The study centers around results from the Program for International Student Assessment (PISA) tests of 15 year olds from around the globe. Last night ABC news reported the latest PISA results:  “The U.S. now ranks 25th in math, 17th in science, and 14th in reading out of the 34 Organization for Economic Cooperation and Development (OECD) countries.”

Diane Sawyer said the report was a “wake-up call.”  David Muir said the numbers were “stunning,” and quoted President Obama as saying, “this is our Sputnik moment,” and showed a video clip of John Kennedy during the 1960 presidential campaign speaking with alarm concerning the Soviets’ space breakthrough.

Muir, in the context of this PISA report, gave an amazing interpretation of history — “Money was poured into math and science and 10 years later we put a man on the moon” — implying that a ten year effort to improve high school math and science resulted in our moon shot!  This is breathtaking propaganda — deliberate misinformation.  The actions that actually succeeded in bringing the space program together had zero to do with efforts to improve high school education from 1960 to July 20, 1969.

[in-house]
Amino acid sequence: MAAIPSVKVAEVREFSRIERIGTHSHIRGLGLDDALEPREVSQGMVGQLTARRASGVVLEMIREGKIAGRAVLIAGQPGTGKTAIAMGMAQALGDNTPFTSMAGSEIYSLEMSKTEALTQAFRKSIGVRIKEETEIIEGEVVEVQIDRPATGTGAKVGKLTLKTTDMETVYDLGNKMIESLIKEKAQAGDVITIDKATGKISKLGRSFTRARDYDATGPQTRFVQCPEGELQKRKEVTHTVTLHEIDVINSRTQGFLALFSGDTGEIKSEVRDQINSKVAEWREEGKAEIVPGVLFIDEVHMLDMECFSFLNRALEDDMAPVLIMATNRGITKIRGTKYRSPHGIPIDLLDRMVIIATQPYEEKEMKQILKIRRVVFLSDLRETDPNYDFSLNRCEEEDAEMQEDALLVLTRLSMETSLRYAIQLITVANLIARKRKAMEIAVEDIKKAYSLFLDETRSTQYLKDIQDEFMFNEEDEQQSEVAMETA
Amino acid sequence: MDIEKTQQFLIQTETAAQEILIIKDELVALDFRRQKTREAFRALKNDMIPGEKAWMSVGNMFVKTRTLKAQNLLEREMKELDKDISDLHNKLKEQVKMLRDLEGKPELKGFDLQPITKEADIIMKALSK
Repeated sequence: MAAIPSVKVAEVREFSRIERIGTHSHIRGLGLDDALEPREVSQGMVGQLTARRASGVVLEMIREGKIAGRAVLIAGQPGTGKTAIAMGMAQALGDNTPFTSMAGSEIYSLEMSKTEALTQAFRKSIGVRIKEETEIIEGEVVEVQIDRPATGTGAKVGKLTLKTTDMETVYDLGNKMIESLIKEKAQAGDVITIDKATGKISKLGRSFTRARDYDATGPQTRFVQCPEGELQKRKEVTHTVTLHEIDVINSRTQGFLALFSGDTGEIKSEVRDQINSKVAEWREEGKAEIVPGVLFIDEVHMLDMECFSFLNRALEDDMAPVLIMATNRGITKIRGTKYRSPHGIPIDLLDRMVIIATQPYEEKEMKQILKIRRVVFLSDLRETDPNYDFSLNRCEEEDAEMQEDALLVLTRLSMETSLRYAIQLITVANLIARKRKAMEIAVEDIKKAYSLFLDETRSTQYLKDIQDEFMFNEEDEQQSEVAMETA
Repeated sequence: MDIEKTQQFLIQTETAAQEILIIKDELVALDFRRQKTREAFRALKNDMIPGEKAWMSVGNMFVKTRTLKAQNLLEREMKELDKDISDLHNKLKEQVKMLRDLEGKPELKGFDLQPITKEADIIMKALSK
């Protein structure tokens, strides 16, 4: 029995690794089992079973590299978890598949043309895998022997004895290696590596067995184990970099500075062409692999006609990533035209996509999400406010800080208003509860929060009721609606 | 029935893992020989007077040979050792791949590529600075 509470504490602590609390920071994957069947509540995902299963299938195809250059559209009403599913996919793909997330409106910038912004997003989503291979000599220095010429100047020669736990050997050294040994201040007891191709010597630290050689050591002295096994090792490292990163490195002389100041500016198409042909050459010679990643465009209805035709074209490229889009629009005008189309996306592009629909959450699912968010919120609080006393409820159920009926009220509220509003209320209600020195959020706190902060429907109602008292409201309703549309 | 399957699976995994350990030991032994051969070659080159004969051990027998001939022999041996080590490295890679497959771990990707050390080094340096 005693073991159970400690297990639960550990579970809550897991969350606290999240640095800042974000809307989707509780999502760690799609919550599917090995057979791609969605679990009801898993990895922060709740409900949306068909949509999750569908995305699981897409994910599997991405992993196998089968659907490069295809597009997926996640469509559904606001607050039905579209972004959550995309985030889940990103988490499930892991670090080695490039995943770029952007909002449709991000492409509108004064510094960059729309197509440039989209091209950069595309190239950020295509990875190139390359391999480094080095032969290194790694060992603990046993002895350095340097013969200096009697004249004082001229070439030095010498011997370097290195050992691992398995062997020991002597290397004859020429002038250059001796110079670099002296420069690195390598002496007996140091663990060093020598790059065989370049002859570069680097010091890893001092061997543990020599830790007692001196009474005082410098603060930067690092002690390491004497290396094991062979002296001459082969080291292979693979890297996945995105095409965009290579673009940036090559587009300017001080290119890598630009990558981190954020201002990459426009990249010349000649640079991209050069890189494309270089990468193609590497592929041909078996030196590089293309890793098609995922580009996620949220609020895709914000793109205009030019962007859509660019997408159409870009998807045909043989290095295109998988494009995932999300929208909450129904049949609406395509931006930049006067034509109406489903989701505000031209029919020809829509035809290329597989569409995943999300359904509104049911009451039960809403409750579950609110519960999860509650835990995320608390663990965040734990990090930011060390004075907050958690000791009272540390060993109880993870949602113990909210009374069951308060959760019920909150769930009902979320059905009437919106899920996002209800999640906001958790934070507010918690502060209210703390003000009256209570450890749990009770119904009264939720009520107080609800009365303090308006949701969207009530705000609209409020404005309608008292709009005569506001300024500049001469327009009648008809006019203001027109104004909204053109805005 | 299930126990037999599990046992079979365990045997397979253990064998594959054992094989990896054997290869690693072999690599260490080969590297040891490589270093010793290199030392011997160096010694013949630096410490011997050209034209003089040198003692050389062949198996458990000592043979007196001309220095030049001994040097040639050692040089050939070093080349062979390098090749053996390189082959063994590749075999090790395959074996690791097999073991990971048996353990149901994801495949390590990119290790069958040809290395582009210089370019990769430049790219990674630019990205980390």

Then, Muir repeated the impossible notion that that a 5%  increase in American test scores would translate into a $41 trillion increase in the American economy in the next 20 years. “Just a 5% increase,” Muir said to Diane Sawyer, who replied, evidently referring to the notion that improved high school education led to the 1969 moon walk, “We did it before and we can do it again.” (Hear the message: just like in the 1960’s, when we responded to the Sputnik challenge by gearing up our math and science education, we now need to respond to the current economic challenge by gearing up our math and science education.  If how to gain $41 trillion in 20 years is the question, then achieving greater educational rigor is the answer.)